Heather Martin at Elixir
Labyrinths of Time
Labyrinths of Time
I've known Heather Martin for nearly 20 years. She first tracked me down to do a feng shui consultation for her and her family on the Western edge of the Tiburon Peninsula. I became fascinated and impressed with her art at that time. My interest in her work has grown ever since.
My conversations with Heather over the years have usually focused on feng shui, and how far can feng shui really go to influence our lives. So it was no surprise to either of us when I started Elixir's Studies in the Feng Shui of Time that she wanted to be involved.
My idea was for Heather to do an installation related to the feng shui of time. Her response was to begin a process where she creates a sketch/painting every day for a year. At the end of that year, Heather is going to create a labyrinth of all these works for the community to walk.
She began this project on the Summer Solstice of 2009.
It's really inspiring to witness Heather's installation at Elixir as it unfolds. She puts up a new segment each Monday morning, so it's there when I get to work for the week. I can sense how it sets a certain mood in the space that we play out and interact with over the course of the week.
I would say that our community is walking Heather's Labyrinths of Time already. Whatever is happening with this process, people are getting caught up in it. They find their favorites, identify with certain aspects of Heather's evolution in this form and make connections over time.
What more could I ask for? It's perfect.
You can view each of these works in
Elixir's Feng Shui Gallery
as they arrive one week at a time. There's space for Heather to comment on her work, for me to comment as well, and also for your insights and observations in our community discussion. We can all get involved as it unfolds.
At first I wanted to give a brief description of the feng shui qualities for each day just to kick things off. I want to see what of these qualities, if any, come across in Heather's sketch/painting for the day.
After thinking it over for awhile, I've decided to take a different position. I'm going reserve my comments for now to a minimum, because I don't want my opinions to bias Heather's process. This uncharacteristically silent position will end when Heather completes her work.
That's when my work will begin. When Heather is done with her year-long process, I want to do a feng shui analysis of her entire work. This will include contrasting the sketch/paintings for different days across a variety of time filters from the feng shui calendar. I will consider connections and look for similarities, affinities and differences. Above all, I will look for evidence of and/or lack of classical qualities that such an analysis must include according to factors such as color, shape, overall mood and motion.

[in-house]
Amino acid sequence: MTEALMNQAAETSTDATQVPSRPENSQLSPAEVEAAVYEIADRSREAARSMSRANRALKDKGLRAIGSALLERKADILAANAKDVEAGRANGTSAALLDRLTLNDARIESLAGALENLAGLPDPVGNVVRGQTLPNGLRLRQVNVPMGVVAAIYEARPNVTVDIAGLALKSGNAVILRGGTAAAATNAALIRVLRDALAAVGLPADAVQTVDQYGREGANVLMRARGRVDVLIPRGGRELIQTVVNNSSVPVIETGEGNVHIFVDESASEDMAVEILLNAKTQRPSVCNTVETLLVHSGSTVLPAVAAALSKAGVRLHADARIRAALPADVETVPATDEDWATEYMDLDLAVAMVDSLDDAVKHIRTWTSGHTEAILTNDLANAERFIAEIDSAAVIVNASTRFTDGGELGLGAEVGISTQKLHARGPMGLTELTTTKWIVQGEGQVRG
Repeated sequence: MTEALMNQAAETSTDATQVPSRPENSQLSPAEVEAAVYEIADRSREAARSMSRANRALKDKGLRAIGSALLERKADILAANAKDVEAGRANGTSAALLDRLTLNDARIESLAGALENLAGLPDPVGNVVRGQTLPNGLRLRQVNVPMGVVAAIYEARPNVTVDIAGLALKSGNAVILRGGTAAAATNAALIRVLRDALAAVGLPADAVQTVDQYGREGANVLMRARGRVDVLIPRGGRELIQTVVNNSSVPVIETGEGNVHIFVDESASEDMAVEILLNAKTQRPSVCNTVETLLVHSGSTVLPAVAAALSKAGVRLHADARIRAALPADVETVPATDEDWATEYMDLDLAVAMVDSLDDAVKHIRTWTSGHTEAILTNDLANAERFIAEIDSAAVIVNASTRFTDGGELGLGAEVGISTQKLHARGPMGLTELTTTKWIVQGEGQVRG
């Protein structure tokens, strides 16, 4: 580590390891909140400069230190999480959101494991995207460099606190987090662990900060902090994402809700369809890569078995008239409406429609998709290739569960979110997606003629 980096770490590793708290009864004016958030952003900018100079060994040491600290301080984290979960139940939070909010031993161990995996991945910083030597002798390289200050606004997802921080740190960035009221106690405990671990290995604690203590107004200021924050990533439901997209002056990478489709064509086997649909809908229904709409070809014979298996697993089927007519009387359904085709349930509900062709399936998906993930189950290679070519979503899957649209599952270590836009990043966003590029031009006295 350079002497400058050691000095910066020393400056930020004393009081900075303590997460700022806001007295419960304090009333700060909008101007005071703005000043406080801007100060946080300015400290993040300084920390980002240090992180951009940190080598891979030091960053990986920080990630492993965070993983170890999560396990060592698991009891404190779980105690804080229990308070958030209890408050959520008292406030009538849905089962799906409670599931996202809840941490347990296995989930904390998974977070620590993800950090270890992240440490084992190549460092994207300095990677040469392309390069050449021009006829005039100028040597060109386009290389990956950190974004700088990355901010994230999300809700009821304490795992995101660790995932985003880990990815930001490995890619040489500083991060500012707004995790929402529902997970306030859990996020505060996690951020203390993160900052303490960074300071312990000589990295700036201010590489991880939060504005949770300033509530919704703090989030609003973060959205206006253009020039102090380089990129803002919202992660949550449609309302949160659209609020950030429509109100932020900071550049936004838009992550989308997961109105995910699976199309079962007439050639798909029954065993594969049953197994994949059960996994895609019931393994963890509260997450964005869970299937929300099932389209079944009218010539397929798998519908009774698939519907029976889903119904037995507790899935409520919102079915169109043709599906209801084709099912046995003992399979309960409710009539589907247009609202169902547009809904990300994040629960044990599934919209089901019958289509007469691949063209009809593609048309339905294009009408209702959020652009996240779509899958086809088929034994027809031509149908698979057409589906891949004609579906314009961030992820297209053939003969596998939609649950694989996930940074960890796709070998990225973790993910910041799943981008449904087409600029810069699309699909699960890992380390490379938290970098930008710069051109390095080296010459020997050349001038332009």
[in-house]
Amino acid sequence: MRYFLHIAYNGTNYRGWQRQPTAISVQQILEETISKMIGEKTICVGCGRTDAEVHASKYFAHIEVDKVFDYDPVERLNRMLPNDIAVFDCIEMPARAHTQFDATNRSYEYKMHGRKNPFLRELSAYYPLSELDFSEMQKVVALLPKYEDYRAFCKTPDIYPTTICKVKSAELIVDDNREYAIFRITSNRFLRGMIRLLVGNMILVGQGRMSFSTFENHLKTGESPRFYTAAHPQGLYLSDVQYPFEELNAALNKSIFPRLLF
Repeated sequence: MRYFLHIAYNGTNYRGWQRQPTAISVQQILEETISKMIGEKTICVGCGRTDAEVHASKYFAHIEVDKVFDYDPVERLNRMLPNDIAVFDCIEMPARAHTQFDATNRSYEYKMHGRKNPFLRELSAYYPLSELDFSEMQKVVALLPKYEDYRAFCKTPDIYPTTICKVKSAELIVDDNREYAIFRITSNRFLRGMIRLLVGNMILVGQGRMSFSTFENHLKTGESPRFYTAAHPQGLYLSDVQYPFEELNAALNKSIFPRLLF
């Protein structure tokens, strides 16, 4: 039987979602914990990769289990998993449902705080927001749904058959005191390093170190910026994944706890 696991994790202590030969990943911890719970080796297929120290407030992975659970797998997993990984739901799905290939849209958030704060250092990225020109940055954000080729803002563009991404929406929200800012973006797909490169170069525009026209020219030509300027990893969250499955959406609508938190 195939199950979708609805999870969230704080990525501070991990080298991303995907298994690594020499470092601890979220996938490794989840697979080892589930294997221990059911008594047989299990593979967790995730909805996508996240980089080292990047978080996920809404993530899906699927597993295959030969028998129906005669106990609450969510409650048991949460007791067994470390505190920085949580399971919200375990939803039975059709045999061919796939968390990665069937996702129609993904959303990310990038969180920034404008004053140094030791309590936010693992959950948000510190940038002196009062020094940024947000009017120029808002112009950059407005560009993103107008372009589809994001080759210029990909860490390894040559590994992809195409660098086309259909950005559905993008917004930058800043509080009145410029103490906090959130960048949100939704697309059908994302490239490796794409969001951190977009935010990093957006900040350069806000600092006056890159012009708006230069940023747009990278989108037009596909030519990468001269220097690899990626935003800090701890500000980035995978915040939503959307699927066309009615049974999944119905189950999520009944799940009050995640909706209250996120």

You'll be able to explore these connections and make your own comments as you explore the wormholes and meridians that I reveal through Labyrinths of Time.
The initial stages of this process appear to be linear because they arrive one step at a time. As this work progresses toward its completion, its true integrated, non-linear body will stand revealed. These moments will no longer float alone in isolation. They will unite into a single moment, and we'll be able to savor that moment in an infinity of ways forever.
I believe Heather's process is an excellent model for a process we're all involved in:
- All we have is our experience.
- This experience is comprised of many factors and influences both personal and impersonal.
- How do we sift through what we're generating and projecting into the world?
- How do we distinguish these factors from events and influences that are occurring outside of us?
- What is the self that experiences these events?
- How do we know who that self is and what it wants?
- How much of self is in this moment and how much of self is bound by legacy?
- How do we discern a path of right action among these influences?
Enough of my ramblings. We're probably all better off absorbing what
Heather has to say
about this installation herself.
John Mini, M.S.C.M./ L.Ac.